Innuendo vs Insinuate - What's the difference?

innuendo | insinuate |


As a noun innuendo

is a derogatory hint or reference to a person or thing an implication or insinuation.

As a verb insinuate is

(rare) to creep, wind, or flow into; to enter gently, slowly, or imperceptibly, as into crevices.

innuendo

Alternative forms

* (archaic) inuendo

Noun

  • A derogatory hint or reference to a person or thing. An implication or insinuation.
  • She made a devious innuendo about her husband, who was embarrassed.
  • (logic) A rhetorical device with an omitted, but obvious conclusion, made to increase the force of an argument.
  • insinuate

    English

    Verb

  • (rare) To creep, wind, or flow into; to enter gently, slowly, or imperceptibly, as into crevices.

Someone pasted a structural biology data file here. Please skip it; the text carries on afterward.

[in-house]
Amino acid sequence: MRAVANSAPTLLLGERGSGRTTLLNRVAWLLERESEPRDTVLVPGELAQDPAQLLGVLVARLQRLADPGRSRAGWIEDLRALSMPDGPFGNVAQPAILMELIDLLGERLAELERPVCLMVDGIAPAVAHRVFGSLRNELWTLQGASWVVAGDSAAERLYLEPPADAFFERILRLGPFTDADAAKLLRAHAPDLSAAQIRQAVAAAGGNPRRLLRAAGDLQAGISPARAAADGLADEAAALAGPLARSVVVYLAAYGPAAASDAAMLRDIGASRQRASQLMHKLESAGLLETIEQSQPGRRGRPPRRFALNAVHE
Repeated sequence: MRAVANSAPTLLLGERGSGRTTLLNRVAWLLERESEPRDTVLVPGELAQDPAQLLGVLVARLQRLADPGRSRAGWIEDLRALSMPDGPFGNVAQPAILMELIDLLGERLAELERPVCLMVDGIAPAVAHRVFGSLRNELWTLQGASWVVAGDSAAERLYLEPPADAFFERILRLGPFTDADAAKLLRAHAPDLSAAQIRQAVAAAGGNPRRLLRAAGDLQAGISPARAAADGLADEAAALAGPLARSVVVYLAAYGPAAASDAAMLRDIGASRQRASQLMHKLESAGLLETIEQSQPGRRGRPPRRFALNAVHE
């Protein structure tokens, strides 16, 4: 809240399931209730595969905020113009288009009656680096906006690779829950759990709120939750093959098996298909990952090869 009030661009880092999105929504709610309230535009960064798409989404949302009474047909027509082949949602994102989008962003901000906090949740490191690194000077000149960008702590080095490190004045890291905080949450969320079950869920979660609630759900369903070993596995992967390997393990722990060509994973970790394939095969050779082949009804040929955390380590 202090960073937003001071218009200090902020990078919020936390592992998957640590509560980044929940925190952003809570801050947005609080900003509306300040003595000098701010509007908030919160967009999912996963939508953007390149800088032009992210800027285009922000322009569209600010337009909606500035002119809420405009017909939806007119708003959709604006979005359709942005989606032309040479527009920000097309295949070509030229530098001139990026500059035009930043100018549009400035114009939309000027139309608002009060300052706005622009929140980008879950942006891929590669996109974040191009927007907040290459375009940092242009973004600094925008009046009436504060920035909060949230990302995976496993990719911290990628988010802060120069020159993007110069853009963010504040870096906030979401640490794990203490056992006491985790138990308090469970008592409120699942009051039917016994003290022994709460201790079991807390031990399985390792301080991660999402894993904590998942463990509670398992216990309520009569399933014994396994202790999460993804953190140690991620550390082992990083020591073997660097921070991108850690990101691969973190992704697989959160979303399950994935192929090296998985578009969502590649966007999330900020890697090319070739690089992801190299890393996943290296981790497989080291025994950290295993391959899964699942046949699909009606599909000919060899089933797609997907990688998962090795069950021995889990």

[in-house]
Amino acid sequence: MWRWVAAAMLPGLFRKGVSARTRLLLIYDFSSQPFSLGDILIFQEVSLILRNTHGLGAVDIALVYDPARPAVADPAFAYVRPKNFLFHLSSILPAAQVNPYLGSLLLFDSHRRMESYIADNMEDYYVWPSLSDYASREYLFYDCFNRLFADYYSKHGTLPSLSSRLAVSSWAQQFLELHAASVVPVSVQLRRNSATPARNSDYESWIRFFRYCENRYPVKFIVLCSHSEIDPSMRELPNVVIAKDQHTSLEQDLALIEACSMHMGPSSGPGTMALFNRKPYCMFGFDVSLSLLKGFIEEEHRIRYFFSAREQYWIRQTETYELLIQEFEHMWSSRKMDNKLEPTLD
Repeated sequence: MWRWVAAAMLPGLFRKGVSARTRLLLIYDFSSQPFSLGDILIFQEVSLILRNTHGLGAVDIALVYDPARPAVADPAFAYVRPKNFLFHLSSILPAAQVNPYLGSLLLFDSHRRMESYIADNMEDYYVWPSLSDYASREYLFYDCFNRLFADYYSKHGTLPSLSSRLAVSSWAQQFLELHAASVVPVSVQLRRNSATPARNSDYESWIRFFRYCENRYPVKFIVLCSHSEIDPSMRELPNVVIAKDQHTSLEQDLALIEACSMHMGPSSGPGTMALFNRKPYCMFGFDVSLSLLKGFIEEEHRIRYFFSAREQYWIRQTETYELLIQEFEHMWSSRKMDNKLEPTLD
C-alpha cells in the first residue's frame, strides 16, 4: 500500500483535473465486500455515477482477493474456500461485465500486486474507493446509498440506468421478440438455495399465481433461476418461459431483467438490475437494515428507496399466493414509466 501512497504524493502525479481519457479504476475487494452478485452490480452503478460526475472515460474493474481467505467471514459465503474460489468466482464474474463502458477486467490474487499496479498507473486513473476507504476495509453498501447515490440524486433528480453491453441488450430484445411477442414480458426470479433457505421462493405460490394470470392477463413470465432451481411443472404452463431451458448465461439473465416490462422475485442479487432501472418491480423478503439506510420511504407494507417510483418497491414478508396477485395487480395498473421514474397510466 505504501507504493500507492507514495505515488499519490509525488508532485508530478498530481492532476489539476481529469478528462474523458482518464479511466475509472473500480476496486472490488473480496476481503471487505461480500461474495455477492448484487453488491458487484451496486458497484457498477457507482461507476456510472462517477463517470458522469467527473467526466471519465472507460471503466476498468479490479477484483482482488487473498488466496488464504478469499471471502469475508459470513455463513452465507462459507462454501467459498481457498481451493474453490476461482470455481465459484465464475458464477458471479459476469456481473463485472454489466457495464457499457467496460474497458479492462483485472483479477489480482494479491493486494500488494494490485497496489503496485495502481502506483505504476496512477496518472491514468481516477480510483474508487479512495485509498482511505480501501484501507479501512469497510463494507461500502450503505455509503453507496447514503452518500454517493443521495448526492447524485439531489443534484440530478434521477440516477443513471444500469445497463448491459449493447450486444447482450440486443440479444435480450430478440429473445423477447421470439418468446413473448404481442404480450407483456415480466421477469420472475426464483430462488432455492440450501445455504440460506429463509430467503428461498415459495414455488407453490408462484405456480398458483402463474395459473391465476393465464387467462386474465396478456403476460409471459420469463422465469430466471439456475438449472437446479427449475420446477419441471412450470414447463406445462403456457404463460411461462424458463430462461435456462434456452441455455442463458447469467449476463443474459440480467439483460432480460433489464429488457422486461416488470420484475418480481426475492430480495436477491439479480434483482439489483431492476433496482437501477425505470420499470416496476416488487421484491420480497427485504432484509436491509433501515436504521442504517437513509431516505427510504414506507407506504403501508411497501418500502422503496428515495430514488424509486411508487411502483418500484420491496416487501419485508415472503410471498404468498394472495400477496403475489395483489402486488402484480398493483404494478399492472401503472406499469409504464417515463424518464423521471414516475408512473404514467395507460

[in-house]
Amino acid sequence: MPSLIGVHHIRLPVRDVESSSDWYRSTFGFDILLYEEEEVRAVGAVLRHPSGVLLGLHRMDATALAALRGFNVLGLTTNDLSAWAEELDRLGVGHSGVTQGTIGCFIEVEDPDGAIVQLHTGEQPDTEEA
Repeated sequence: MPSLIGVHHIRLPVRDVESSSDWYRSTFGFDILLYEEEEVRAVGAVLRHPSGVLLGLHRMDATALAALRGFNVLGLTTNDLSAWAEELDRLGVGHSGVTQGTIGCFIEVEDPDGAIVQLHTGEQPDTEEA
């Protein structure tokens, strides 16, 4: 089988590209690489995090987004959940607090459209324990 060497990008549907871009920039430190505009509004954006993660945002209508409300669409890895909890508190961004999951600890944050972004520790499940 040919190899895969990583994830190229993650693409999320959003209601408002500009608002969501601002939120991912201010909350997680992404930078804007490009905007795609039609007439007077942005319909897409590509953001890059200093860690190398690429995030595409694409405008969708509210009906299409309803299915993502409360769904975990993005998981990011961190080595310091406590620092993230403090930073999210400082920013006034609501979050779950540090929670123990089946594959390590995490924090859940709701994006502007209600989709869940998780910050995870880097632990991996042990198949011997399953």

• * Woodward
  • The water easily insinuates itself into, and placidly distends, the vessels of vegetables.
  • (figurative, by extension) To ingratiate; to obtain access to or introduce something by subtle, cunning or artful means.
  • * 1995 , , p. 242
  • Nanny didn't so much enter places as insinuate herself; she had unconsciously taken a natural talent for liking people and developed it into an occult science.
  • * John Locke
  • All the art of rhetoric, besides order and clearness, are for nothing else but to insinuate wrong ideas, move the passions, and thereby mislead the judgment.
  • * Dryden
  • Horace laughs to shame all follies and insinuates virtue, rather by familiar examples than by the severity of precepts.
  • * Clarendon
  • He insinuated himself into the very good grace of the Duke of Buckingham.
  • To hint; to suggest tacitly while avoiding a direct statement.
  • She insinuated that her friends had betrayed her.

    Synonyms

    * (Make a way for or introduce something by subtle, crafty or artful means. ): imply

    Anagrams

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